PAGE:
A key science policymaking body in the U.S. House of Representatives is about to get a makeover. Ten current members of the Committee on Science, Space, and Technology have been defeated in this year's elections or are retiring. That's one-quarter of the total membership. The panel is also expected to get a new chair, as current chief Representative Ralph M. Hall (R-TX), is term-limited under current House rules.

Representative Lamar Smith (R-TX) is considered a favorite to win the gavel, but former committee chair Representative F. James Sensenbrenner Jr. (R-WI) has reportedly expressed interest in regaining his old job. The panel's senior Democrat, Representative Eddie Bernice Johnson (D-TX), handily won reelection last night. Floridian Rep. Sandy Adams (R-FL) was not re-elected, leaving only Frederica Wilson (D-FL) on the committee. Before the election, there were four vacancies on the committee.

The science committee is generally considered a second-tier assignment because it has relatively little power. Although its name suggests a grander role, it has little authority over the largest federal funder of research—the National Institutes of Health. It does oversee policy for NASA, the Department of Energy's Office of Science, and other science agencies. But as a so-called authorizing committee, it has a limited influence over spending by these agencies. (11/7)

Donated Spy Telescopes Up for Grabs to All of NASA (Source: Space News)
NASA will invite scientists and engineers across the agency later this month to propose potential uses for a pair of 2.4-meter spy telescopes donated to NASA this summer by NRO. Paul Hertz, director of astrophysics for NASA’s Science Mission Directorate, said the astrophysics division has been evaluating whether to use one of the telescopes for a long-planned dark energy mission, but it is possible that both telescopes may wind up serving other parts of NASA, Hertz said.

NASA Administrator Charles Bolden will ultimately decide who gets the hardware, but he will base his decision on a report written by a team led by Marc Allen, the Science Mission Directorate’s assistant associate administrator for strategy, policy, and international matters. In “mid-November,” Allen’s team will solicit mission concepts from across the agency, Hertz said. (11/7)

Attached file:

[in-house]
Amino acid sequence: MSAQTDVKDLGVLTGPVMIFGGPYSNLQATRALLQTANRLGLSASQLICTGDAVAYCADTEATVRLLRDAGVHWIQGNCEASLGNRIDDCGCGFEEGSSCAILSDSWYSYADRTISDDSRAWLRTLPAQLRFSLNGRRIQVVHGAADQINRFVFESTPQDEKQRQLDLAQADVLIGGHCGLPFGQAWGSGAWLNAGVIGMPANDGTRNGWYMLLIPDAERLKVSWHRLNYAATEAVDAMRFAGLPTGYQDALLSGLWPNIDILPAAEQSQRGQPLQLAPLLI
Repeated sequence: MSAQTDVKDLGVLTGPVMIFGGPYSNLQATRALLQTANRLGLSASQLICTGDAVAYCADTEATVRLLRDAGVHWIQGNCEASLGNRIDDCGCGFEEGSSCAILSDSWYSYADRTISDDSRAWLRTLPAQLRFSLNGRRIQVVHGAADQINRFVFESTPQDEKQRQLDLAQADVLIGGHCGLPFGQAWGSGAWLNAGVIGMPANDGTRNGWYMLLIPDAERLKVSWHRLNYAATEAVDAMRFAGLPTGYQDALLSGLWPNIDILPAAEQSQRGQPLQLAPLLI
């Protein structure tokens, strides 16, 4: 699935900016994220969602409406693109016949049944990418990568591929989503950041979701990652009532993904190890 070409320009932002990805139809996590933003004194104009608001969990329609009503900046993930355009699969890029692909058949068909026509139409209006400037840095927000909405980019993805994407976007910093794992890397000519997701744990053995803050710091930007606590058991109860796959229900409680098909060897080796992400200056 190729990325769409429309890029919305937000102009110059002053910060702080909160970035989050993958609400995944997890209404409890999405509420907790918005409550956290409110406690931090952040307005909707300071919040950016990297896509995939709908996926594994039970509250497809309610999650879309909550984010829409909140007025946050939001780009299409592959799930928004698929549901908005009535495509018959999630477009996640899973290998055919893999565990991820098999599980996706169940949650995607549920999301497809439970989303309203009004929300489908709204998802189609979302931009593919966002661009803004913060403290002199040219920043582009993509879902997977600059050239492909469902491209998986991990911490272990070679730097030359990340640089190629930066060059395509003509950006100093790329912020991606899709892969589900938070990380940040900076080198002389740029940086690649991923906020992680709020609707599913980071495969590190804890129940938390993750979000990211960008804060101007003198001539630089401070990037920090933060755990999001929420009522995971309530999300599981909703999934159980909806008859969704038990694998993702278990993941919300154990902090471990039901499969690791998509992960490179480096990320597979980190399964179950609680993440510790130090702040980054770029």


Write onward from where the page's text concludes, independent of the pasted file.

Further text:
U.S. Air Force Exploring New Protected Satcom Concepts (Source: Aviation Week)
The U.S. Air Force is laying the groundwork for a next-generation protected military satellite communications architecture with $84.3 million worth of contracts issued to 17 companies to explore a variety of options. The studies kicked off last month and will continue for two years. Today’s space-based protected milsatcom architecture consists of legacy Milstar satellites and two new Advanced Extremely High Frequency spacecraft made by Lockheed Martin. There are also payloads in polar orbit to reach areas in the extreme latitudes.

However, some in the space community question whether the Pentagon should consider a “disaggregated” architecture that allows for distributing the various functions of a protected communications satellite among different platforms. This could reduce the risk of a major service outage in the event a satellite becomes compromised, either for technical or more nefarious reasons. (11/7)

With No Methane, Life on Mars Unlikely (Source: The Scientist)
NASA’s rover Curiosity has so far failed to find evidence for the presence of methane in concentrations high enough to suggest that methane-exhaling microbes are living in the soils of Mars. The space agency announced at a press conference last week (November 2) that they could say with 95 percent confidence that methane in the Martian atmosphere does not exceed 5 parts per billion (ppb), far less than the 10 ppb that would signal that the Red Planet supports microbial life. (11/7)

Super-Earth Joins Ranks in Life-Supporting Zone (Source: Science News)